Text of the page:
The Arctic Heats Up Even As Much Of The World Ignores It

Sunday, December 27, 2015

The human race in general may have finally accepted that Climate Change is real, but they need to stop looking in more temperate and equatorial regions for early warning signs. The best place to find those is instead in the arctic.

Last week the U.S. National Oceanographic and Aerospace Administration released its Arctic report card, an annual evaluation of the state of the climate, seas, and all living things in the Arctic as of year-end 2015.

The results were not pretty. As samplings for just some of the data:

  • The extent of sea ice reached its maximum level on February 25th, a full 15 days earlier than average and the lowest value on record since 1979.
  • Sea ice also reached its minimum level back in September and was the fourth lowest ever.
  • Snow cover in June was the second lowest on record.
  • Melting occurred over more than 50% of the Greenland Ice Sheet.
  • Air temperatures from October 2014 through September 2015 exceeded 3 degrees C above average over major regions in the arctic.
So – while we in the rest of the world keep looking at rising sea levels, changing rain and drought patterns, and increased temperatures that make our own lives less bearable – and while we look around us to how to mitigate that change in the more temperature and equatorial regions of the world – the arctic is already suffering far worse impacts.

Walruses, Polar Bears, and other mammals who live around sea ice are losing their habitats as the air grows warmer around them, both on the land and in the availability of sea ice. Also, fish communities which are dependent on cold ice ecosystems are being driven further and further north as that sea ice disappears, which in turn puts more pressure on the fish already present where those sea-borne immigrants are now appearing. Together these kinds of changes are already reshuffling the deck for how the world, its habitats, and those who inhabit them are going to look even as close at hand as five years from now.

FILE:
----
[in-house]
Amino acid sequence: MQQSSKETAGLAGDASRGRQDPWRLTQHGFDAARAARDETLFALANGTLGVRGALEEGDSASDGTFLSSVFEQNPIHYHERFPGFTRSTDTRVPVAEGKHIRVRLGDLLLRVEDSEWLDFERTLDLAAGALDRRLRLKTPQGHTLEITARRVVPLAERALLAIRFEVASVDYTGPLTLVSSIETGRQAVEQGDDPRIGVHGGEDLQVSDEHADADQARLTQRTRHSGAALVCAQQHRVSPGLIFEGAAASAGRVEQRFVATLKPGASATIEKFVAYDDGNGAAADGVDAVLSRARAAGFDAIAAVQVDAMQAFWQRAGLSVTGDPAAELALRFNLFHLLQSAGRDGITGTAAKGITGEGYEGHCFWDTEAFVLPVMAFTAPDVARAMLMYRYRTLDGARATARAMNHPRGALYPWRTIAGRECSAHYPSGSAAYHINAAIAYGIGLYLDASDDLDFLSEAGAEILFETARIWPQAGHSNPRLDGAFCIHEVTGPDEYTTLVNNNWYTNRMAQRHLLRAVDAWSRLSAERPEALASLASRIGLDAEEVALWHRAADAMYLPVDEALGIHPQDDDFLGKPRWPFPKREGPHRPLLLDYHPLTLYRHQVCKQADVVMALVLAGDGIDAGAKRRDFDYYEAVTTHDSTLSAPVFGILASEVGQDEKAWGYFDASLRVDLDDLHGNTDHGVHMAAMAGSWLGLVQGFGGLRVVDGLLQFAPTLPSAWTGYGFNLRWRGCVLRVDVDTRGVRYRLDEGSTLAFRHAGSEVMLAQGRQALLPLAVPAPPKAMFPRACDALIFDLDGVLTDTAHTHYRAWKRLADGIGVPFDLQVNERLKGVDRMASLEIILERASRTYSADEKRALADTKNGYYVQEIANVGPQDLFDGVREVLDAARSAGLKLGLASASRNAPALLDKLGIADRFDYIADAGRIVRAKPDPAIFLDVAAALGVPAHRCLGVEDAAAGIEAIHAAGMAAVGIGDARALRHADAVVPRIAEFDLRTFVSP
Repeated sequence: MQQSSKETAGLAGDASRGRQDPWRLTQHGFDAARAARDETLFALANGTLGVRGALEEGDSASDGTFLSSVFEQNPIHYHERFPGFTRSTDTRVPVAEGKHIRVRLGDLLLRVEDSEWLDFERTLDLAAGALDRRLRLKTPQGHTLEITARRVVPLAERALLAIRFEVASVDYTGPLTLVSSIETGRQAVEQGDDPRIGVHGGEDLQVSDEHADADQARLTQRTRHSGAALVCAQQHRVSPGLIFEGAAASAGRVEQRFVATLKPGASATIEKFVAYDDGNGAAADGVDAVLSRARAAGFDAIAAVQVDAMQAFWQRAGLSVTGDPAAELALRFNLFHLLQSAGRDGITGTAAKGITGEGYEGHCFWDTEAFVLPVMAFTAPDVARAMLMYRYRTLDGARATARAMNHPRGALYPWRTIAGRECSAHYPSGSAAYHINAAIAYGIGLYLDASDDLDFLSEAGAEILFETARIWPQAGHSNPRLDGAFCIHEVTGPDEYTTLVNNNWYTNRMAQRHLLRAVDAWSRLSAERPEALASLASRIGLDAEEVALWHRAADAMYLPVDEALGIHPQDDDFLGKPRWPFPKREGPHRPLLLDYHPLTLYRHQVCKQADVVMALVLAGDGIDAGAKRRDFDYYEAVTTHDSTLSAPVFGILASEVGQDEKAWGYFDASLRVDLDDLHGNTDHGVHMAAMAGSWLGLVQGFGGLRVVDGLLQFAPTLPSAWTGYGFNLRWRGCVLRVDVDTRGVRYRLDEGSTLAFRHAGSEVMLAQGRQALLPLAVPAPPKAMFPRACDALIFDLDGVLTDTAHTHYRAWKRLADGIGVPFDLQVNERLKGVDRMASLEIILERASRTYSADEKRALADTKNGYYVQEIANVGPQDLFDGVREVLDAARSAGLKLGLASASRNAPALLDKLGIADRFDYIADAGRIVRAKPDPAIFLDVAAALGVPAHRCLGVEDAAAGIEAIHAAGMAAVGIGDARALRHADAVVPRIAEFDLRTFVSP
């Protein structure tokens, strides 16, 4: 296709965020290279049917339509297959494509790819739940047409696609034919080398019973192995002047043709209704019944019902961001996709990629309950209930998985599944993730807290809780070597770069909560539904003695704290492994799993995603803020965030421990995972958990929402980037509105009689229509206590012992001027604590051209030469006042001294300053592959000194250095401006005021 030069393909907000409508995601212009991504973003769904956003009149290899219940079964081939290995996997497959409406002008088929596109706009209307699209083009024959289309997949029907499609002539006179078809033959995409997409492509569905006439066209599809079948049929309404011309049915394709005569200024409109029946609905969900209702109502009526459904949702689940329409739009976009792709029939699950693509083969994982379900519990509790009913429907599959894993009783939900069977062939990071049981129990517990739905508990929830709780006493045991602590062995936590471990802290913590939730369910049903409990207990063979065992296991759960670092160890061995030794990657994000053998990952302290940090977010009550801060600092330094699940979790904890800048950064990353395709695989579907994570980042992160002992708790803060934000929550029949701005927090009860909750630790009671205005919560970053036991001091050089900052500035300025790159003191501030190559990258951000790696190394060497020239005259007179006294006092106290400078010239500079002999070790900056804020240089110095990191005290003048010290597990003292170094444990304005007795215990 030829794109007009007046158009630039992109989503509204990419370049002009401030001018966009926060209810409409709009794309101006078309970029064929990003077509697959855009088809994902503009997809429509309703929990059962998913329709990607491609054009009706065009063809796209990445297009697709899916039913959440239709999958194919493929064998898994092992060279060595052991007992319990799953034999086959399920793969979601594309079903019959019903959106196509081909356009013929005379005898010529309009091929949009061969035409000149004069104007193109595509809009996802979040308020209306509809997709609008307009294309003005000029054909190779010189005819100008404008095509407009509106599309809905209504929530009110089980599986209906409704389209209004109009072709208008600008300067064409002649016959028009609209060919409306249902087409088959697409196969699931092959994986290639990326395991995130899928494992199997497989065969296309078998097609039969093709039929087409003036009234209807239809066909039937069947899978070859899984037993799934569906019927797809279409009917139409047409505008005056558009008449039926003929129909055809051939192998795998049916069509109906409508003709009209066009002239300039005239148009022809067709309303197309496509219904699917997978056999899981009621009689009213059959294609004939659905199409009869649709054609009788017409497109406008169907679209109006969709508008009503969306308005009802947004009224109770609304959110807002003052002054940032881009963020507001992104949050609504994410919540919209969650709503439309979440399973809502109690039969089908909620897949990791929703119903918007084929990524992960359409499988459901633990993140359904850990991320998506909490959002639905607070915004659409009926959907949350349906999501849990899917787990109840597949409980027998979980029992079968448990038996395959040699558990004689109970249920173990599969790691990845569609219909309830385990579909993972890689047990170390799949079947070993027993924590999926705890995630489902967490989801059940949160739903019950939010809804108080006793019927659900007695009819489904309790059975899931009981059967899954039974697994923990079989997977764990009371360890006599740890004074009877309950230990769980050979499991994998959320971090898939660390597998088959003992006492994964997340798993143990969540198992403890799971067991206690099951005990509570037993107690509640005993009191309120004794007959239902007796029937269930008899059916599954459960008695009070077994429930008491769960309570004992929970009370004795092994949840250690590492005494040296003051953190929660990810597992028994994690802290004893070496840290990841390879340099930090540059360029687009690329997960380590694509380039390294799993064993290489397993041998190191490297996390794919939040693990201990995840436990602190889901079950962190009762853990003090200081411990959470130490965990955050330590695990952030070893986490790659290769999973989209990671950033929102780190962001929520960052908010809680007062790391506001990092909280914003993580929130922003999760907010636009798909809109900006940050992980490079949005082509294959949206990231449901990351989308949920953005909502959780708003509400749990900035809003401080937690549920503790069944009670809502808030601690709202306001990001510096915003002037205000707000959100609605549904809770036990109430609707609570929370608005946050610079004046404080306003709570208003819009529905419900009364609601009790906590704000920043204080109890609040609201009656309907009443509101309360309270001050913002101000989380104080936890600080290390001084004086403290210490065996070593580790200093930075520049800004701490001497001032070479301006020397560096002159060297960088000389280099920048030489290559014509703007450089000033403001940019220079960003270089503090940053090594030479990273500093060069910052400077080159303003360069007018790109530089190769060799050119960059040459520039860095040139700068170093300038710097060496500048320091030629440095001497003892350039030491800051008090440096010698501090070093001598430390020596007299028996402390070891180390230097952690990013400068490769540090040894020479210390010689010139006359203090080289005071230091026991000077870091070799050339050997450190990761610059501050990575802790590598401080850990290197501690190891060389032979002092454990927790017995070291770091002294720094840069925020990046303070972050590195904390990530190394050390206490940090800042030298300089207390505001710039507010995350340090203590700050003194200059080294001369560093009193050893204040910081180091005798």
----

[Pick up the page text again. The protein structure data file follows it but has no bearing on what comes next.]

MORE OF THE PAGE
The reality is that both air and sea temperatures in the arctic are warming at a rate twice as anywhere else in the world, according to experts involved in preparing this most recent analysis. While we may not see the same direct temperature changes elsewhere, the impacts, in the form of changing ecosystems of fish, mammals, birds and more – and in the form of rising sea water levels throughout the world, are going to hit all of us in a much bigger way in the near future.

Those interested in learning more about the 2015 Arctic Report Card can read the information in its entirety at:

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